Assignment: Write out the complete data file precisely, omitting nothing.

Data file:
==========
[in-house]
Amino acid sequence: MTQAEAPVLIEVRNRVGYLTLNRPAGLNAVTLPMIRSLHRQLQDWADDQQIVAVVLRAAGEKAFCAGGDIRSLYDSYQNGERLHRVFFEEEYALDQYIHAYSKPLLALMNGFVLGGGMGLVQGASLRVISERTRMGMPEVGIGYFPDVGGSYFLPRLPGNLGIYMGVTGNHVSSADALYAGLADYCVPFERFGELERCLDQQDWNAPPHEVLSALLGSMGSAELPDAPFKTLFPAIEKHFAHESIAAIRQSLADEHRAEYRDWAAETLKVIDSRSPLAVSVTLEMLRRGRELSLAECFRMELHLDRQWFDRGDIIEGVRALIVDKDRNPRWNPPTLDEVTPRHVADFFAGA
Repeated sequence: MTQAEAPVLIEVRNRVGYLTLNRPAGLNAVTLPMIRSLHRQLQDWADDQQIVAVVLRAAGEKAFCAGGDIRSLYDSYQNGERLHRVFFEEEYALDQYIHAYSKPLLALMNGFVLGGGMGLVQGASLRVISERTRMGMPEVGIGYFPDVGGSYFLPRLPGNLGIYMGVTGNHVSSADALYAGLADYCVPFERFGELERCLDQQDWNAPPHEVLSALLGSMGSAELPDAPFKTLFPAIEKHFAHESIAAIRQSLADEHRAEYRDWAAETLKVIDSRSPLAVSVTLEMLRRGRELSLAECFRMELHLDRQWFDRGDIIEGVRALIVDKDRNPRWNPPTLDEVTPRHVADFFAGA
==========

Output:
[in-house]
Amino acid sequence: MTQAEAPVLIEVRNRVGYLTLNRPAGLNAVTLPMIRSLHRQLQDWADDQQIVAVVLRAAGEKAFCAGGDIRSLYDSYQNGERLHRVFFEEEYALDQYIHAYSKPLLALMNGFVLGGGMGLVQGASLRVISERTRMGMPEVGIGYFPDVGGSYFLPRLPGNLGIYMGVTGNHVSSADALYAGLADYCVPFERFGELERCLDQQDWNAPPHEVLSALLGSMGSAELPDAPFKTLFPAIEKHFAHESIAAIRQSLADEHRAEYRDWAAETLKVIDSRSPLAVSVTLEMLRRGRELSLAECFRMELHLDRQWFDRGDIIEGVRALIVDKDRNPRWNPPTLDEVTPRHVADFFAGA
Repeated sequence: MTQAEAPVLIEVRNRVGYLTLNRPAGLNAVTLPMIRSLHRQLQDWADDQQIVAVVLRAAGEKAFCAGGDIRSLYDSYQNGERLHRVFFEEEYALDQYIHAYSKPLLALMNGFVLGGGMGLVQGASLRVISERTRMGMPEVGIGYFPDVGGSYFLPRLPGNLGIYMGVTGNHVSSADALYAGLADYCVPFERFGELERCLDQQDWNAPPHEVLSALLGSMGSAELPDAPFKTLFPAIEKHFAHESIAAIRQSLADEHRAEYRDWAAETLKVIDSRSPLAVSVTLEMLRRGRELSLAECFRMELHLDRQWFDRGDIIEGVRALIVDKDRNPRWNPPTLDEVTPRHVADFFAGA